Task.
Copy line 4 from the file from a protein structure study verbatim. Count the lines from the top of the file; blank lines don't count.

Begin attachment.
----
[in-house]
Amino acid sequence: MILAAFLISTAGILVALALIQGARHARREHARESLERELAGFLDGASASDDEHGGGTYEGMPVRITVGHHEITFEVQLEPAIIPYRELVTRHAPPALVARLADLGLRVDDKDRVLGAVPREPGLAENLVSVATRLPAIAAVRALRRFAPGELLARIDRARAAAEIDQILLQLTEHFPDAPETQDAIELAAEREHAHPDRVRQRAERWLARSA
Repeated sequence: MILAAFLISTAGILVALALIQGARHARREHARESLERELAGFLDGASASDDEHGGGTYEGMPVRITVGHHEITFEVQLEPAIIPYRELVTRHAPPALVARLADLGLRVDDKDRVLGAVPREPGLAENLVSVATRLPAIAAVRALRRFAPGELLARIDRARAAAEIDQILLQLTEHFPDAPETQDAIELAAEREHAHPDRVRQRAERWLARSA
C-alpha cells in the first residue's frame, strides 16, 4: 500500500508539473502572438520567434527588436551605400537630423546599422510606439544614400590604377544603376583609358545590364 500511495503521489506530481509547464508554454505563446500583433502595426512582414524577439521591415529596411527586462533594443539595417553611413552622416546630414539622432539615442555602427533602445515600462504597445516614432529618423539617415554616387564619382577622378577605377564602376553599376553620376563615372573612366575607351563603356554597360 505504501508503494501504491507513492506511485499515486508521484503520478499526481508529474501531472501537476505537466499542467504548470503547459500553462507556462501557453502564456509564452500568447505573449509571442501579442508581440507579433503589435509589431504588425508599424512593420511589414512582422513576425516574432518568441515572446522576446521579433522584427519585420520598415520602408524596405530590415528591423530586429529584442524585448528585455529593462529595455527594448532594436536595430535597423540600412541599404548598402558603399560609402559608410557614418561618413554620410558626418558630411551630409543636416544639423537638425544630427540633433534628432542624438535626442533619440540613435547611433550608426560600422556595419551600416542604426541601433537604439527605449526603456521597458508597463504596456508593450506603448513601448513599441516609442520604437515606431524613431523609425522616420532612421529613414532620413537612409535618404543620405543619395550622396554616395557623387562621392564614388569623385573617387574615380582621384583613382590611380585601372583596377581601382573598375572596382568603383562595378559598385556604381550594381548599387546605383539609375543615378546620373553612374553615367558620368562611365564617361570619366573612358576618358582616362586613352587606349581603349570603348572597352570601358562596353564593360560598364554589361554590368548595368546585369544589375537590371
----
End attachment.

C-alpha cells in the first residue's frame, strides 16, 4: 500500500508539473502572438520567434527588436551605400537630423546599422510606439544614400590604377544603376583609358545590364 500511495503521489506530481509547464508554454505563446500583433502595426512582414524577439521591415529596411527586462533594443539595417553611413552622416546630414539622432539615442555602427533602445515600462504597445516614432529618423539617415554616387564619382577622378577605377564602376553599376553620376563615372573612366575607351563603356554597360 505504501508503494501504491507513492506511485499515486508521484503520478499526481508529474501531472501537476505537466499542467504548470503547459500553462507556462501557453502564456509564452500568447505573449509571442501579442508581440507579433503589435509589431504588425508599424512593420511589414512582422513576425516574432518568441515572446522576446521579433522584427519585420520598415520602408524596405530590415528591423530586429529584442524585448528585455529593462529595455527594448532594436536595430535597423540600412541599404548598402558603399560609402559608410557614418561618413554620410558626418558630411551630409543636416544639423537638425544630427540633433534628432542624438535626442533619440540613435547611433550608426560600422556595419551600416542604426541601433537604439527605449526603456521597458508597463504596456508593450506603448513601448513599441516609442520604437515606431524613431523609425522616420532612421529613414532620413537612409535618404543620405543619395550622396554616395557623387562621392564614388569623385573617387574615380582621384583613382590611380585601372583596377581601382573598375572596382568603383562595378559598385556604381550594381548599387546605383539609375543615378546620373553612374553615367558620368562611365564617361570619366573612358576618358582616362586613352587606349581603349570603348572597352570601358562596353564593360560598364554589361554590368548595368546585369544589375537590371